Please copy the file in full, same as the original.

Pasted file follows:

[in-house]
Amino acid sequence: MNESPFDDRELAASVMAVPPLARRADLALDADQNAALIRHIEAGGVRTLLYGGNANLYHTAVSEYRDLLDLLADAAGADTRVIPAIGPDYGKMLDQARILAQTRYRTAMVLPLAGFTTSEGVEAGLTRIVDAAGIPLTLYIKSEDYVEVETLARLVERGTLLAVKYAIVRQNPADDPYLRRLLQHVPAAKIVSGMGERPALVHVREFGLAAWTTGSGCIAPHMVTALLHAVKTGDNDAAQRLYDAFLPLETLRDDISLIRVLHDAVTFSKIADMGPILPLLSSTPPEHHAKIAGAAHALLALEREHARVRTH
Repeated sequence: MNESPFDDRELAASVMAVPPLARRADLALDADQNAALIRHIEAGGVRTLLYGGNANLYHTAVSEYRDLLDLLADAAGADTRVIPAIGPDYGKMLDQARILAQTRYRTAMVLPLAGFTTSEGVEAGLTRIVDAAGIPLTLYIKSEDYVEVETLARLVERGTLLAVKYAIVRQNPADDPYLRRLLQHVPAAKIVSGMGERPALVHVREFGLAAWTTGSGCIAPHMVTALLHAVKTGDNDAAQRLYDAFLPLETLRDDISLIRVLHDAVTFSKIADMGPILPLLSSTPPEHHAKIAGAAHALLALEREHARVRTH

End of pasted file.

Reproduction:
[in-house]
Amino acid sequence: MNESPFDDRELAASVMAVPPLARRADLALDADQNAALIRHIEAGGVRTLLYGGNANLYHTAVSEYRDLLDLLADAAGADTRVIPAIGPDYGKMLDQARILAQTRYRTAMVLPLAGFTTSEGVEAGLTRIVDAAGIPLTLYIKSEDYVEVETLARLVERGTLLAVKYAIVRQNPADDPYLRRLLQHVPAAKIVSGMGERPALVHVREFGLAAWTTGSGCIAPHMVTALLHAVKTGDNDAAQRLYDAFLPLETLRDDISLIRVLHDAVTFSKIADMGPILPLLSSTPPEHHAKIAGAAHALLALEREHARVRTH
Repeated sequence: MNESPFDDRELAASVMAVPPLARRADLALDADQNAALIRHIEAGGVRTLLYGGNANLYHTAVSEYRDLLDLLADAAGADTRVIPAIGPDYGKMLDQARILAQTRYRTAMVLPLAGFTTSEGVEAGLTRIVDAAGIPLTLYIKSEDYVEVETLARLVERGTLLAVKYAIVRQNPADDPYLRRLLQHVPAAKIVSGMGERPALVHVREFGLAAWTTGSGCIAPHMVTALLHAVKTGDNDAAQRLYDAFLPLETLRDDISLIRVLHDAVTFSKIADMGPILPLLSSTPPEHHAKIAGAAHALLALEREHARVRTH